What is the effect of exercise on wound healing in patients with venous leg ulcers? A systematic review
Smith, D and Lane, R and McGinnes, R and O'Brien, J and Johnston, R and Bugeja, L and Team, V and Weller, C, What is the effect of exercise on wound healing in patients with venous leg ulcers? A systematic review, International Wound Journal, 15 pp. 441-453. ISSN 1742-4801 (2018) [Refereed Article]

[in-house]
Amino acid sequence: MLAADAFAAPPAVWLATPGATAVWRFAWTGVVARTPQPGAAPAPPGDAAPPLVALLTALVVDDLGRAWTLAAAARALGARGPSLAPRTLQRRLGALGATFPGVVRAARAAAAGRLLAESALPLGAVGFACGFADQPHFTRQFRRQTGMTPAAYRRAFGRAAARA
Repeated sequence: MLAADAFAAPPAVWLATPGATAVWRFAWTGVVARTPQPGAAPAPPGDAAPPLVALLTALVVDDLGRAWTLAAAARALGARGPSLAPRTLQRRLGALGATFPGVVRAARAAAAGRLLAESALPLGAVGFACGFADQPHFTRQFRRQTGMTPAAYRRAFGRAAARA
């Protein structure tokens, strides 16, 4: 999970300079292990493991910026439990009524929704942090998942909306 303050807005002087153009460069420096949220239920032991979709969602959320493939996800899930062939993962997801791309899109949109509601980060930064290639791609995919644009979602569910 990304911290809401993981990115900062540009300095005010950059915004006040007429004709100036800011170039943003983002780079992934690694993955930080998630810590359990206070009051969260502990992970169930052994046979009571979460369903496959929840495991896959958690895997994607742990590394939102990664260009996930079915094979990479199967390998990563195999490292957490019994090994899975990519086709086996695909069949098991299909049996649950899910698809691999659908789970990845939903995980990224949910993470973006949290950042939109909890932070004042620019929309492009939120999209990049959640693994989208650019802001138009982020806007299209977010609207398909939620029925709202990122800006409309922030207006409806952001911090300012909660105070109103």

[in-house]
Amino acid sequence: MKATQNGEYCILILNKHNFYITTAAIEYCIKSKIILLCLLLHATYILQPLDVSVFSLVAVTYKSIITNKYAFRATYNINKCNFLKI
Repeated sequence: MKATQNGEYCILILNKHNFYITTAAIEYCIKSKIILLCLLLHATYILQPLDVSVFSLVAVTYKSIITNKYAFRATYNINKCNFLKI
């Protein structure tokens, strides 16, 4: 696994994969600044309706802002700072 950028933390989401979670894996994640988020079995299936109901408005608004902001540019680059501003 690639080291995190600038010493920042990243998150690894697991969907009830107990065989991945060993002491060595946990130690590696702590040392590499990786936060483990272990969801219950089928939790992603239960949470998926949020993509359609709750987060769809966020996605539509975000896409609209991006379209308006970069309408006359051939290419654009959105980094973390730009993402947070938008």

Standard best practice for the treatment of venous leg ulcers (VLUs) is compression bandaging of the lower leg to reduce hydrostatic pressure. There is considerable variation in reported healing rates when using this gold-standard approach; therefore, a systematic and robust evaluation of other interventions is required. Exercise interventions, in addition to standard compression therapy, could improve wound-healing time and prevent their recurrence. We have conducted a systematic review to examine the effects of exercise on wound characteristics, including time to heal, size and recurrence, pain, quality of life, adverse events, and economic outcomes. This review was registered with PROSPERO 2016:CRD42016046407. A systematic search of Ovid Medline, Ovid EMBASE, Ovid CINAHL, The Cochrane Library, PsycINFO, Web of Science, and PEDro was conducted on January 30, 2017, for randomised control trials to examine the effects of exercise on time to heal, size and recurrence, pain, quality of life, adverse events, and economic outcomes. Six studies met the inclusion criteria, but all had design flaws leading to biases, most commonly performance and selective reporting bias. Three studies compared a progressive resistance exercise programme (PREG) plus compression with compression alone for a period of 12 weeks. Low-quality evidence indicates the following: possibly no difference in the proportion of ulcers healed (risk ratio [RR] 1.14, 95% CI 0.71 to 1.84, I2 36%; 3 trials, 116 participants); probably no difference in quality of life (mean difference [MD] 3 points better on 100 point scale with exercise, 95% CI -1.89 to 7.89, 1 trial, 59 participants); possible increase in the risk of adverse events with exercise (OR 1.32, 95% CI 0.95 to 1.85, 1 RCT, 40 participants); and no difference in ankle range of motion and calf muscle pump. Evidence was downgraded due to susceptibility to bias and imprecision. Recurrence, pain, and economic outcomes were not measured in these trials, and time to healing was measured but not fully reported in 1 trial. We are uncertain of the effects of other interventions (community-based exercise and behaviour modification, ten thousand steps, supervised vs unsupervised exercise) due to the availability of low- or very low-quality evidence only from single trials. The review highlights the need for further research, with larger sample sizes, to properly address the significance of the effect of exercise on VLU wound characteristics.